Sept. 11, 2001 will be remembered as a day of unprecedented tragedy for the United States,and as a watershed for America's security policy. Senior Bush administration officials have warned that America's "new war" on terrorism will be a protracted campaign involving enormous military, intelligence, law-enforcement, diplomatic and financial resources.
Above all, the terrorist attacks have underscored that "security" is no longer the exclusive purview of the Department of Defense, CIA, FBI or scores of other dedicated intelligence and justice-related agencies. Although the United States devotes billions of dollars each year to intelligence-gathering activities, the sophistication and reach of terrorist organizations require a more integrated approach. National security and intelligence gathering now must reach across government jurisdictions into what have traditionally been considered civilian agencies.
What will this transformed conception of security mean for solution providers? Given the nature of the response from government officials, solution providers in the federal space will need to be increasingly flexible and responsive to changing policies, organizational missions and technology requirements. They must be willing to work with government end users in unconventional ways and under tighter security.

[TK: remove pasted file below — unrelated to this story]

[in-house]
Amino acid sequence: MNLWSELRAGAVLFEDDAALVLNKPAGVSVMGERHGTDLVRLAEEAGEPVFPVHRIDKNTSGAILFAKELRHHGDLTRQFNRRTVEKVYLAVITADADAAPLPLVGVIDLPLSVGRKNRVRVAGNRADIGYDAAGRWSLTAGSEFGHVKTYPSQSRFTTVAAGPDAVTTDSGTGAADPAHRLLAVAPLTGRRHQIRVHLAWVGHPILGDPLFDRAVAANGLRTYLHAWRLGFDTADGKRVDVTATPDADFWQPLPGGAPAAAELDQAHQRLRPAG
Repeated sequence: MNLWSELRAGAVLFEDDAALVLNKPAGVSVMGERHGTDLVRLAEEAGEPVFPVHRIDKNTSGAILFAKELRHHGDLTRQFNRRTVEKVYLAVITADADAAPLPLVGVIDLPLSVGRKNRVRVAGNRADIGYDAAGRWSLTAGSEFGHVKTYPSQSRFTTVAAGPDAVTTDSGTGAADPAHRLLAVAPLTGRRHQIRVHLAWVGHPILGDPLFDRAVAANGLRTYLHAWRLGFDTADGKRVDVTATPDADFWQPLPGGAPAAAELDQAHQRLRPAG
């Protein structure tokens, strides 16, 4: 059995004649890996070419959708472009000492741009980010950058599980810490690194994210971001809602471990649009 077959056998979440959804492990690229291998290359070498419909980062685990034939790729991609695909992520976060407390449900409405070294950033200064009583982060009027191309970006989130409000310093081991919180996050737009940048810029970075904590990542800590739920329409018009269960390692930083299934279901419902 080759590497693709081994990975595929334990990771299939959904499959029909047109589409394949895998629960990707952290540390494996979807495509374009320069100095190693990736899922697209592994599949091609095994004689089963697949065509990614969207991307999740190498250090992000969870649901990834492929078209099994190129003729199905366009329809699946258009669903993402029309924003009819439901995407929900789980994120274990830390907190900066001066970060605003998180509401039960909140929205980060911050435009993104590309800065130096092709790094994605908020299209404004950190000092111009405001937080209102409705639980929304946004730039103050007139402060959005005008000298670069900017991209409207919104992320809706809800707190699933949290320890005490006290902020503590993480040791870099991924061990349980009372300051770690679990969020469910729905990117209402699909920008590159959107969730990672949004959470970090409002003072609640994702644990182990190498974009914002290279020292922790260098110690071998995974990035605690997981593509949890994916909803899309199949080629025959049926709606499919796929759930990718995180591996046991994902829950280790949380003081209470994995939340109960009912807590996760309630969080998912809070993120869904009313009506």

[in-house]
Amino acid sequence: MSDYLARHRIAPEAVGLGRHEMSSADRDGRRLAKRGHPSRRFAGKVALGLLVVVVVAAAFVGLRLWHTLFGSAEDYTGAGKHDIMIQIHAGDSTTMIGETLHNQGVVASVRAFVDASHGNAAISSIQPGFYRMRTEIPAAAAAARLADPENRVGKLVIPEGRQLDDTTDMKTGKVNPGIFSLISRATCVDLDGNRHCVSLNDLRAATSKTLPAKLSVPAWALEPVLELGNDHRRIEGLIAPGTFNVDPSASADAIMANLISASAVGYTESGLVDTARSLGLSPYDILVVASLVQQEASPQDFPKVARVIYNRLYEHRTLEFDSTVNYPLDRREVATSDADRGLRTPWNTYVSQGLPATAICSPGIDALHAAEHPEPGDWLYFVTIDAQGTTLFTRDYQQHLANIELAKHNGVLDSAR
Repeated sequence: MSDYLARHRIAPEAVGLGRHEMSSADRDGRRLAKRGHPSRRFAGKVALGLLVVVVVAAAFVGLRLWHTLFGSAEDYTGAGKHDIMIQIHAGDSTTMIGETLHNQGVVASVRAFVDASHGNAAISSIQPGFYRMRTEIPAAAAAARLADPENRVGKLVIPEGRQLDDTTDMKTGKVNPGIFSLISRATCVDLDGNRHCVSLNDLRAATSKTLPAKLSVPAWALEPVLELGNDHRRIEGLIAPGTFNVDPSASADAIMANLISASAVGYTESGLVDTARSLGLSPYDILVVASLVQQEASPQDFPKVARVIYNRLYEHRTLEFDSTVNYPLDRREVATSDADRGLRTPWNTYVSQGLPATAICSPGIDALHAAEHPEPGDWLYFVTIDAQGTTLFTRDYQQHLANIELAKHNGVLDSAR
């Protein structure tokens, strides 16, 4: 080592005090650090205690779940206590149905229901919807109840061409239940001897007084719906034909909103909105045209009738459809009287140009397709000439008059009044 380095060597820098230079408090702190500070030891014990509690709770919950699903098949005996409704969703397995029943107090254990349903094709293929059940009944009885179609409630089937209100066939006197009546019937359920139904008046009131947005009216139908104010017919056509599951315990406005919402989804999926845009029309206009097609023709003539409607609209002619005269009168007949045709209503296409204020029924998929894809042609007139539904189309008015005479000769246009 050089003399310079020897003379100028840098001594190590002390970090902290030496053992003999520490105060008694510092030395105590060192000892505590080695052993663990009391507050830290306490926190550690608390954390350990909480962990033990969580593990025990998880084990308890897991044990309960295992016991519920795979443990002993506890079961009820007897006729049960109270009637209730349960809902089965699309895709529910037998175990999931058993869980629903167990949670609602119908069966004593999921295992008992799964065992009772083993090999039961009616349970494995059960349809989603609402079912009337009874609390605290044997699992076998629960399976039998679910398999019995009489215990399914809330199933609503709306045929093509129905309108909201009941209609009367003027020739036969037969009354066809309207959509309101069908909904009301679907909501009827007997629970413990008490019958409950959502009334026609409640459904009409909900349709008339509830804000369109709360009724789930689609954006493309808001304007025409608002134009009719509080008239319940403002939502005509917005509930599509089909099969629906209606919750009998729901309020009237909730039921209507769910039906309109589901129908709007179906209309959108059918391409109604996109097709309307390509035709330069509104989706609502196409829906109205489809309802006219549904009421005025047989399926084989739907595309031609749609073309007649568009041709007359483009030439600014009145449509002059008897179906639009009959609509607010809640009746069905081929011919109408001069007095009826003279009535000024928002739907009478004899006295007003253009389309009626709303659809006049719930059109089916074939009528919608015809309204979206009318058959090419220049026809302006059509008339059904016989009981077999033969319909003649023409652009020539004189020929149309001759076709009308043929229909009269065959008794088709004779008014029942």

The international aspect to the campaign, and its multilateral essence, will necessitate dramatically enhanced integration of government processes and infrastructures across national borders. The result will be an increased need for data warehousing, wireless devices, systems integration, enterprise security software, network hardware, remote sensing technologies, logistics, collaborative tools (such as videoconferencing, peer-to-peer computing and groupware), e-learning, and all manner of analytical, case and records management, along with imaging and storage solutions.
The coming campaign to eradicate terrorism, however, may only be a precursor to a broader transformation in the operations of the U.S. government. The post-Cold War world is rife with other equally thorny challenges, including threats posed by rogue states, state failure, the proliferation of weapons of mass destruction, narcotics trafficking, international organized crime, an antiglobalization backlash, assaults on markets and information warfare. Terrorism may be the clearest and most sinister manifestation of those new threats, but it is far from the only one that will affect the business of government.
While this year's Quadrennial Defense Review has largely focused on the recapitalization of America's defense capabilities and the reallocation of what had come to be known as the "peace dividend," the current policy debate will now undoubtedly shift from one of modernization to one of reform. A renovated notion of national security will fundamentally alter the work of the federal government and its business requirements, a reality that solution providers must recognize--and help to shape.
James Macaulay is a partner with Laguna Woods, Calif.-based VerticalSpark, a market research and sales consultancy exclusively serving the solution-provider community. He can be reached at firstname.lastname@example.org.